The Tax Office has issued Taxpayer AlertTA 2013/3, warning about the use of arrangements where an individual purports to make the trustee of a discretionary trust a partner
in a firm of accountants, lawyers or other professionals (firm), but fails to give legal effect to that structure or fails
to account for its tax consequences.
In the arrangements, an individual purports to alienate income attributable to their professional services to a trustee partner.
In this context, “alienation” refers to a situation where income that would otherwise be assessable to an individual is the
income of a different entity. This may occur as the result of the assignment of an existing partnership interest, or by the
creation of a new interest.
Broad features of the arrangements
This alert applies to arrangements with features substantially equivalent, but not limited to, those described below. All
factors should be weighed up in assessing whether any tax risks are posed by a particular arrangement.
- (1) An individual causes transactions to occur which purport to make the trustee of a discretionary trust (trustee) a partner
in a professional firm. The trustee may be the individual acting in their capacity as trustee or another entity. The beneficiaries
of the trust include the individual or their associates.
- (2) The individual purports to assign their existing interest in the partnership to the trustee. In such a case the individual
may not report any capital gain associated with the assignment in their tax return, or report an understated capital gain.
- (3) Alternatively, the individual may not have had an existing interest in the partnership, but transactions occur which purport
to provide the trustee with a new partnership interest.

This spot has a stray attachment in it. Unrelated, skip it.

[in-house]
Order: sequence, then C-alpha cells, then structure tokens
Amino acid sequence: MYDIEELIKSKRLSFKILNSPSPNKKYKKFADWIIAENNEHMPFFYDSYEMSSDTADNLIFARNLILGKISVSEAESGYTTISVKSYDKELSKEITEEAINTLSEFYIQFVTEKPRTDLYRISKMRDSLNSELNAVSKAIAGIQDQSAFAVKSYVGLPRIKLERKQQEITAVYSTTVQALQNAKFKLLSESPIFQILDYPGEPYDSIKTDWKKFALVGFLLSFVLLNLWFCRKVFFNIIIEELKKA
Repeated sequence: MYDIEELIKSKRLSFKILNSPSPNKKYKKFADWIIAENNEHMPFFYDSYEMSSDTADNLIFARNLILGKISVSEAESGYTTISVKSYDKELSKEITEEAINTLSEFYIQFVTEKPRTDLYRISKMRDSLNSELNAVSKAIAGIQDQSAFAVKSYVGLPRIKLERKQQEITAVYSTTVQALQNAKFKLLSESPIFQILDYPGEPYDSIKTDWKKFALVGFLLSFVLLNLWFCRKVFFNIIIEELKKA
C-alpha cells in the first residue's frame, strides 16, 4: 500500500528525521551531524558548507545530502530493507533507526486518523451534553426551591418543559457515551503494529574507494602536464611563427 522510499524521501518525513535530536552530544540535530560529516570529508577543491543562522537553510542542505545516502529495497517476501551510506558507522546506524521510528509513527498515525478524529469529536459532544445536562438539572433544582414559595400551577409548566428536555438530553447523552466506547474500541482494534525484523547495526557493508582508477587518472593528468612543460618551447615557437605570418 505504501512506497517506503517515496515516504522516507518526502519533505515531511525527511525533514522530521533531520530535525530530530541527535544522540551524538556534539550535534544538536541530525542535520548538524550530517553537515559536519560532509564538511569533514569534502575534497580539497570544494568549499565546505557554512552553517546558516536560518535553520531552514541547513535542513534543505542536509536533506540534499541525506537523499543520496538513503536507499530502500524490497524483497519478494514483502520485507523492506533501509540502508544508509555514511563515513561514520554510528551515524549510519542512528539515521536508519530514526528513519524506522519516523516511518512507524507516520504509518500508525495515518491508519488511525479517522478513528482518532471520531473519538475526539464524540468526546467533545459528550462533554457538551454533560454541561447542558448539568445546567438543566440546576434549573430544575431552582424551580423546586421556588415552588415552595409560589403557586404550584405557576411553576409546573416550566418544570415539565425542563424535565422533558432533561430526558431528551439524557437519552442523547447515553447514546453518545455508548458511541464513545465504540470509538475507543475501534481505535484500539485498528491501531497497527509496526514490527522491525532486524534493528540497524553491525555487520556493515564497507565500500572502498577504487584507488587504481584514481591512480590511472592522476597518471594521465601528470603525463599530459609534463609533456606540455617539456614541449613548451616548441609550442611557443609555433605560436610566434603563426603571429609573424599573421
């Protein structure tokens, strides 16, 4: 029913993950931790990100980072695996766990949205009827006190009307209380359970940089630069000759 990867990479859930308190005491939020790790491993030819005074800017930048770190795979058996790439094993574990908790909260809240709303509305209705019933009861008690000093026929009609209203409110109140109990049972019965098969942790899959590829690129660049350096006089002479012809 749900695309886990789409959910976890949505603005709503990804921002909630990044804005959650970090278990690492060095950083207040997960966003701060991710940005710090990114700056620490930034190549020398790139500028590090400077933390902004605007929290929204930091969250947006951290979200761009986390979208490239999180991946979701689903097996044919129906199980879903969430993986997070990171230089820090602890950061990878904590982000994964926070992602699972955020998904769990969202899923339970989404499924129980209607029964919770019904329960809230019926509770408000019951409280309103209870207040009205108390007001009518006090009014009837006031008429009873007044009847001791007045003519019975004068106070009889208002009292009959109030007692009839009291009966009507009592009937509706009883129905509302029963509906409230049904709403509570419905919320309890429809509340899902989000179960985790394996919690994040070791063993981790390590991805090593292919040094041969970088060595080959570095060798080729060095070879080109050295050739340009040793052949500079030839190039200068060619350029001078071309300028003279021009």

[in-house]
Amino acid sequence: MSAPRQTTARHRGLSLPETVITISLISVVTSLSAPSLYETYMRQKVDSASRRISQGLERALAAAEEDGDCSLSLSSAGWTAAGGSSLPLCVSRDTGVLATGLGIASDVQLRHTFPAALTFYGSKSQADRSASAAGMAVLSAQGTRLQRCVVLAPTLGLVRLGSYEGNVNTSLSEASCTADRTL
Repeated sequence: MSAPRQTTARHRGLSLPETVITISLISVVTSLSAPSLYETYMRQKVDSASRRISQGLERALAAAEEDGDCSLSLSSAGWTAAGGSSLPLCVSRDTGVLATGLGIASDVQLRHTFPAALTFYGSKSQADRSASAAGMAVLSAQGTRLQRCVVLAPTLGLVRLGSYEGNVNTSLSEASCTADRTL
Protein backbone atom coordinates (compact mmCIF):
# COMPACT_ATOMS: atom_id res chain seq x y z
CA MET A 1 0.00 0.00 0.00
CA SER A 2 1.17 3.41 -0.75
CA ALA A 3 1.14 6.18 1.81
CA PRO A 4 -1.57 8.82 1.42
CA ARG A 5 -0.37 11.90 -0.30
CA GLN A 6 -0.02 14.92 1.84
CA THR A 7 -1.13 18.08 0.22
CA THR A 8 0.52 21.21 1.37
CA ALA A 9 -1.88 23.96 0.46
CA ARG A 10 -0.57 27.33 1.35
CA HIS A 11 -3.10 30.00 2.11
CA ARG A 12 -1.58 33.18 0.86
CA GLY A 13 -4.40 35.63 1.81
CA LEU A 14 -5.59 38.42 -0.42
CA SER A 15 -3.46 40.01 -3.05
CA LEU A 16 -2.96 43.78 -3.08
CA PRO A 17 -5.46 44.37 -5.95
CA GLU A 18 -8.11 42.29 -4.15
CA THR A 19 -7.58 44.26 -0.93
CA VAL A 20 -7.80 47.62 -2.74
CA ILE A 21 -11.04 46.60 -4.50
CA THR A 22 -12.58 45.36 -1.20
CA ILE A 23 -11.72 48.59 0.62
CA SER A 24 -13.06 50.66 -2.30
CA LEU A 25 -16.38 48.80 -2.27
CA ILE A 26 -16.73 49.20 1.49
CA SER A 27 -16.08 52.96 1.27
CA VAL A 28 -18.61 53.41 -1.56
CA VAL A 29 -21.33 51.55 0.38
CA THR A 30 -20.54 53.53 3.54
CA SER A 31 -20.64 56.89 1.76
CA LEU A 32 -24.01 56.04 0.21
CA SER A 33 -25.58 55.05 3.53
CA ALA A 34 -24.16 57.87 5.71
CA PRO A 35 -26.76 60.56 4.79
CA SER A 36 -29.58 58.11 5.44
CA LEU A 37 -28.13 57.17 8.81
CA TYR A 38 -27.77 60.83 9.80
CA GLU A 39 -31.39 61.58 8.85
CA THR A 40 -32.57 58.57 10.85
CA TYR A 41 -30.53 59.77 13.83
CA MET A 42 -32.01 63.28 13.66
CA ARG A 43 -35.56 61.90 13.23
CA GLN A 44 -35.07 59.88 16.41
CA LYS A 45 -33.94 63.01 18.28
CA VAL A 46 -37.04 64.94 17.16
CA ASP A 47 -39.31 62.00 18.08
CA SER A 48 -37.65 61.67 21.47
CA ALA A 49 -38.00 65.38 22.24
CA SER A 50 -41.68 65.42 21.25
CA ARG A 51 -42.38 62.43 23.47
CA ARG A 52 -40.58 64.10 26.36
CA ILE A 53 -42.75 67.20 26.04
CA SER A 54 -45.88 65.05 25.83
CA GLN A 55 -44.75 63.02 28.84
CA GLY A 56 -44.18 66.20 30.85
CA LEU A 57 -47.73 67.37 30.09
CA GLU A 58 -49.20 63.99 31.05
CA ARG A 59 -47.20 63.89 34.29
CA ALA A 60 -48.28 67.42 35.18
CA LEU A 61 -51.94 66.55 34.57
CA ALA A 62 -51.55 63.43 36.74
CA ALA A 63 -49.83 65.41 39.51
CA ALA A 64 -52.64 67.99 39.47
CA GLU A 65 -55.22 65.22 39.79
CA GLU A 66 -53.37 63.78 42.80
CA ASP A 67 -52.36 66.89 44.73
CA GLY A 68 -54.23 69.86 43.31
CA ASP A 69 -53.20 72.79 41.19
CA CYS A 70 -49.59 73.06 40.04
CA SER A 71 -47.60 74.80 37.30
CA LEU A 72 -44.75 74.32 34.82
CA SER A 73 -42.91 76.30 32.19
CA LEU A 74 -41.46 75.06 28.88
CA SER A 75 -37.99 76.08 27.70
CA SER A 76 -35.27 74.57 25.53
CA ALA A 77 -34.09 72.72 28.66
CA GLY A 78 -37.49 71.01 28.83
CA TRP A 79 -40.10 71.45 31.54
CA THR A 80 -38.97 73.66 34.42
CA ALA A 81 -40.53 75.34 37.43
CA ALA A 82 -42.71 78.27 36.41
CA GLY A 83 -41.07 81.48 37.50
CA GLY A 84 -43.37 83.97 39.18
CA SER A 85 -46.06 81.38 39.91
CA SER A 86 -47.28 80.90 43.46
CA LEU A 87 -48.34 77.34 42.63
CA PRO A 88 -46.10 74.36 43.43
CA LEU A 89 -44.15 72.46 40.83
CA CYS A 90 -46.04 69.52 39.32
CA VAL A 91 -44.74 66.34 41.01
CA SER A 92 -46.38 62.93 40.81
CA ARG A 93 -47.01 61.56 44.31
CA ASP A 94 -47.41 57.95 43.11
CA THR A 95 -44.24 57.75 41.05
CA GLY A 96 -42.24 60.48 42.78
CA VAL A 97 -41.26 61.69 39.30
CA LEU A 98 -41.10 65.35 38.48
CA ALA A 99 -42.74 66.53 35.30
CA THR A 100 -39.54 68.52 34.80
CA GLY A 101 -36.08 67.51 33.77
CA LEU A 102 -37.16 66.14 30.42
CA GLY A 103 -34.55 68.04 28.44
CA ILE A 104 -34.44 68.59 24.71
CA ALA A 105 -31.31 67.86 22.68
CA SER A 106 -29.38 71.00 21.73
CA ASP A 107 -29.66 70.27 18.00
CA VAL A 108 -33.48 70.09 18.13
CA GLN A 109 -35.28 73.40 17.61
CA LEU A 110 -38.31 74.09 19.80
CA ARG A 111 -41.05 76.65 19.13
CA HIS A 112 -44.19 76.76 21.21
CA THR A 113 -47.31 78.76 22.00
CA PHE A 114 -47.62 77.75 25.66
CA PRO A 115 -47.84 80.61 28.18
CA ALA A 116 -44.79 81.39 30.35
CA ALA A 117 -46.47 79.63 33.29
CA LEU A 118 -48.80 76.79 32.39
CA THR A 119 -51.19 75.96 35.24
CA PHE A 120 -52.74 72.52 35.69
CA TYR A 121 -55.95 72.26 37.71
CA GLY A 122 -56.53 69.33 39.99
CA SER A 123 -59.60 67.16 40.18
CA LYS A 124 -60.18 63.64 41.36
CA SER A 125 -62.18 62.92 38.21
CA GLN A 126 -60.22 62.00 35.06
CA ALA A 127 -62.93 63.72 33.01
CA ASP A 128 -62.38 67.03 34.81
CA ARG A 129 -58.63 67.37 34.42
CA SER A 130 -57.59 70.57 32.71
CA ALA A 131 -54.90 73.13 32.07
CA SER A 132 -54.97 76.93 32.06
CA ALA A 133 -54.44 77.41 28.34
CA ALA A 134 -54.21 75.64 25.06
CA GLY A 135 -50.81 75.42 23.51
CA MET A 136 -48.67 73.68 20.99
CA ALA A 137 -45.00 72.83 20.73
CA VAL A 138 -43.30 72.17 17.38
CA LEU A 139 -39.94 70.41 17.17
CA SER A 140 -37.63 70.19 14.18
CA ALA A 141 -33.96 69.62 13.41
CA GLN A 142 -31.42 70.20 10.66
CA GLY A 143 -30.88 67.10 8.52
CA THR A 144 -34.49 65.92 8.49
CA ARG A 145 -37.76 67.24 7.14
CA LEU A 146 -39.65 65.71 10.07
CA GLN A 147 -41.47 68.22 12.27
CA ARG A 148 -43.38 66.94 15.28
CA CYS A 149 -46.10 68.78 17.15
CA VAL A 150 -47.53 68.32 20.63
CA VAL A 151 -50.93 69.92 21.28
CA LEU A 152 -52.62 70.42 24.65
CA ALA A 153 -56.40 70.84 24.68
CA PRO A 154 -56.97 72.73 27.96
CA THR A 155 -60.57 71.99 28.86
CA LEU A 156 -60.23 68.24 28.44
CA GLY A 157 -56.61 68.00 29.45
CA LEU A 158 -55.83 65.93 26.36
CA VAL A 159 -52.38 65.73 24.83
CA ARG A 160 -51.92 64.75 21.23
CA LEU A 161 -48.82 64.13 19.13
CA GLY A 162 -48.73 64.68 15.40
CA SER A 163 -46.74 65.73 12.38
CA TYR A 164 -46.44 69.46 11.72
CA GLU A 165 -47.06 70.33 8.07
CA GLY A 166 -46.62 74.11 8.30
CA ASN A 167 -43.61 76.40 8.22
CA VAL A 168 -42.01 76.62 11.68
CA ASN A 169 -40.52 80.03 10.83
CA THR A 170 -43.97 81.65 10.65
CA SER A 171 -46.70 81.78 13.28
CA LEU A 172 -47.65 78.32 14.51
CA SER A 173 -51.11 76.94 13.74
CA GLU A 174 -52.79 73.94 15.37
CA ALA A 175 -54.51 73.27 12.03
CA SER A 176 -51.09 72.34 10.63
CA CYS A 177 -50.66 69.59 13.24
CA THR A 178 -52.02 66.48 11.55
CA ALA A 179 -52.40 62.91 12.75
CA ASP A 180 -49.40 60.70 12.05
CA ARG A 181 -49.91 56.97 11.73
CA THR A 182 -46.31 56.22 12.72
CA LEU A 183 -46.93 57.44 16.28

- (4) The arrangement has some or all of the following features:
- (a) the trustee does not actively engage in the conduct of the firm’s practice and may not hold professional qualifications
- (b) the practice is carried on in much the same way as it had been before the trustee purported to become a partner, or would
have been if the trustee had not purported to become a partner
- (c) the amount of salary or other remuneration payable to the individual is considerably lower than the income which they
formerly derived from the practice, or would have derived if they had been a partner, and/or
- (d) the individual has the ability to remove the trustee, revoke or alter the trust arrangement, or otherwise control the
trustee’s interest in the partnership.
- (5) In each financial year:
- (a) the firm directs distributions of net profits of the firm to the trustee as partner of the firm. This distribution may
correspond to the amount the individual could reasonably be expected to have received if they had not entered into the arrangement,
- (b) the trustee resolves to distribute most or all of the income to lower taxed beneficiaries of the trust.
- (6) The individual does not report any income from the professional firm in their tax return, except to the extent (if any)
that such income is part of their entitlement as a beneficiary of the trust.